Fast Radio Bursts (FRB) are mysterious powerful emissions of radio waves. In just a few milliseconds, the energy it takes the Sun to produce in a day is released, traveling across galaxies. Most of these events detected are one-offs but a few are known to repeat, though there is no discernable pattern so they are unpredictable and difficult to study. Scientists are now realizing that their repetition may not be random at all.
Observations from the CHIME collaboration now published in Nature have shown that the pattern of emission from FRB 180916 repeats every 16.35 days, with the whole burst arriving in less than a 5-day window followed by radio silence for the following days. They also discovered that 50 percent of the bursts are actually emitted over less than 15 hours within that first window. This is the first FRB detected that has regular repeating radio bursts, and both offers insights and furthers the mystery of these events.
Since its discovery on September 16, 2018, to last February, a team has been using the CHIME (Canadian Hydrogen Intensity Mapping Experiment) telescope to observe FRB 18091 to try and understand what kind of phenomenon might be behind the curious observations.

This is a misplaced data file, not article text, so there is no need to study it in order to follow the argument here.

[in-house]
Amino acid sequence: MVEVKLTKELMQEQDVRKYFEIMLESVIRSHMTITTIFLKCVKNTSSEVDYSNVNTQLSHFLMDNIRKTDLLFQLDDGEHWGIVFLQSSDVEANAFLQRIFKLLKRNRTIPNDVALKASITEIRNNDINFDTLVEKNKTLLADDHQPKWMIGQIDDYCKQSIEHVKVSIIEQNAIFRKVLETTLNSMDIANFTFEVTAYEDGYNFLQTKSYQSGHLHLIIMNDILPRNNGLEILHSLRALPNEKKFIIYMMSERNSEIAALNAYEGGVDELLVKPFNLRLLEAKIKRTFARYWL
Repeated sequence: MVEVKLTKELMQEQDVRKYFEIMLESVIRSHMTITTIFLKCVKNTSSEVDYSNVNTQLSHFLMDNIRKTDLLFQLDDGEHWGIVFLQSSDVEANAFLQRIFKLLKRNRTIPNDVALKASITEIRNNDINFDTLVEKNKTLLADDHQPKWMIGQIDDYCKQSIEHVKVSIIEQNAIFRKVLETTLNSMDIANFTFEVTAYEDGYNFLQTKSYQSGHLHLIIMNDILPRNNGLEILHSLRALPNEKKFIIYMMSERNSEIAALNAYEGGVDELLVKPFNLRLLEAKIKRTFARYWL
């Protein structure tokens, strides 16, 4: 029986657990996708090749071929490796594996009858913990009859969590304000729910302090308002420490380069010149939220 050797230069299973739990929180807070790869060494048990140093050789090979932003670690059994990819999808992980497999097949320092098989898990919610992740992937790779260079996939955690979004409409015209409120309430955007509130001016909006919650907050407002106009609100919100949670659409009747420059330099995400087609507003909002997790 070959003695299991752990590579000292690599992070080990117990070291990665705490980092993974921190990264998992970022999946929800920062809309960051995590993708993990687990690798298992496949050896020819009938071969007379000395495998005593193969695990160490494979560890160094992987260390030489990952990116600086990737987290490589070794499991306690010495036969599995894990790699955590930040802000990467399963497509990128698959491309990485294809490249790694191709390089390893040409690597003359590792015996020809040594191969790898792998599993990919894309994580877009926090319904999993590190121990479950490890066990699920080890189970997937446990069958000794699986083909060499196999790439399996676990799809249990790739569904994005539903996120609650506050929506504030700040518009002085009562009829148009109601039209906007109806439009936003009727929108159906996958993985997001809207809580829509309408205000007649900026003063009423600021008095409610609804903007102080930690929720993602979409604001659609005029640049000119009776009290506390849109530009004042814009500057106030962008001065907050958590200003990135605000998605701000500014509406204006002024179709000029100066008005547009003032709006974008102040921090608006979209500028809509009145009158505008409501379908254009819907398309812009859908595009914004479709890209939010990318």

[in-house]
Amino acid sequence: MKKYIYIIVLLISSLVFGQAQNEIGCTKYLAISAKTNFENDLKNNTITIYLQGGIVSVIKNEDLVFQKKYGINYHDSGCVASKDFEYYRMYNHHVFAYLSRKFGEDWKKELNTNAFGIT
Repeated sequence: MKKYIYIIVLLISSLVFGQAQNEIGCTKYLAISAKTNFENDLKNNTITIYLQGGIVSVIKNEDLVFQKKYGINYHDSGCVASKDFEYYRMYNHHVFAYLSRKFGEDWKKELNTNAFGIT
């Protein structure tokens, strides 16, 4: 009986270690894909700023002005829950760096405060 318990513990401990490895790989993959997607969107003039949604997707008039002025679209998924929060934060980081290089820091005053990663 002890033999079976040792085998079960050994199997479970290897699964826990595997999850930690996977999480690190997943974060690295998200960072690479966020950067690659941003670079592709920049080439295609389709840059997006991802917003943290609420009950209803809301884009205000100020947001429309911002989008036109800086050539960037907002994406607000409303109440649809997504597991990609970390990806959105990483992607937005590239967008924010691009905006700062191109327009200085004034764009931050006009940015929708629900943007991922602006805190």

"This FRB we're reporting now is like clockwork," collaboration member Kiyoshi Masui, assistant professor of physics at MIT's Kavli Institute for Astrophysics and Space Research, said in a statement. "It's the most definitive pattern we've seen from one of these sources. And it's a big clue that we can use to start hunting down the physics of what's causing these bright flashes, which nobody really understands."
The source of the FRB is believed to be a compact object, such as a neutron star and it is located on the edge of a spiral galaxy 500 million light-years away. The team announced the discovery of the unusual periodicity earlier this year and now the newly published paper expands on the observations and adds more insight into this system. The data paints an interesting picture for the source of this FRB; it was not something previously expected.
The team suggests two main scenarios to explain the repeating cycle observed. Either the system is angled in a way that we only see the burst for a fraction of the time it's emitted (ie for the 4-5 days out of 16 days) or it might be affected by an orbiting companion. The first explanation has several issues, but the team says that there are many uncertainties surrounding the discovery and so it cannot be completely discounted.
The latter scenario instead plays out in a different way. If there is a companion, it might be releasing material stopping the radio emission when the source is too close, so the signal only gets through when it is far away. Or it might be the opposite case, that the FRBs are emitted closer to the companion possibly due to interactions. The possibility for companions is also varied if it's a regular star, a neutron star, or a black hole.
Possible periodic activity was recently reported for another repeating FRB, FRB 121102. However, its period is almost 10 times longer and the orbiting companion explanation is favored for that event.